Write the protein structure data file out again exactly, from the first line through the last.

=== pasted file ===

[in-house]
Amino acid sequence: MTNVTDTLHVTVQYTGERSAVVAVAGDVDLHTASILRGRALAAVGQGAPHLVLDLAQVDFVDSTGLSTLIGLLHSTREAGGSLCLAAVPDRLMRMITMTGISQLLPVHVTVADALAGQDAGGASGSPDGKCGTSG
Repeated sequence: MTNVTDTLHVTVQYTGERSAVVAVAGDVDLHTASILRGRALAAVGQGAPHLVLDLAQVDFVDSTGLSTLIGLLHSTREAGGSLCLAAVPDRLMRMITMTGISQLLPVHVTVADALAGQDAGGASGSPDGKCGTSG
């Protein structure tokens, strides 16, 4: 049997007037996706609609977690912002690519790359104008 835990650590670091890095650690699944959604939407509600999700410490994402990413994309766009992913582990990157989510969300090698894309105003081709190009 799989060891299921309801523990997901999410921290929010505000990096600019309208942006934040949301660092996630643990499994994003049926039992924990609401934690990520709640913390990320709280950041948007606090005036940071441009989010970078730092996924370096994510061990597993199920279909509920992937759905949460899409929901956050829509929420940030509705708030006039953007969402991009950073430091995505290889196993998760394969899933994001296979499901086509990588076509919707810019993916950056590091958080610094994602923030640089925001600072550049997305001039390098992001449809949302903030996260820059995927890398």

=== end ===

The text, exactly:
[in-house]
Amino acid sequence: MTNVTDTLHVTVQYTGERSAVVAVAGDVDLHTASILRGRALAAVGQGAPHLVLDLAQVDFVDSTGLSTLIGLLHSTREAGGSLCLAAVPDRLMRMITMTGISQLLPVHVTVADALAGQDAGGASGSPDGKCGTSG
Repeated sequence: MTNVTDTLHVTVQYTGERSAVVAVAGDVDLHTASILRGRALAAVGQGAPHLVLDLAQVDFVDSTGLSTLIGLLHSTREAGGSLCLAAVPDRLMRMITMTGISQLLPVHVTVADALAGQDAGGASGSPDGKCGTSG
């Protein structure tokens, strides 16, 4: 049997007037996706609609977690912002690519790359104008 835990650590670091890095650690699944959604939407509600999700410490994402990413994309766009992913582990990157989510969300090698894309105003081709190009 799989060891299921309801523990997901999410921290929010505000990096600019309208942006934040949301660092996630643990499994994003049926039992924990609401934690990520709640913390990320709280950041948007606090005036940071441009989010970078730092996924370096994510061990597993199920279909509920992937759905949460899409929901956050829509929420940030509705708030006039953007969402991009950073430091995505290889196993998760394969899933994001296979499901086509990588076509919707810019993916950056590091958080610094994602923030640089925001600072550049997305001039390098992001449809949302903030996260820059995927890398």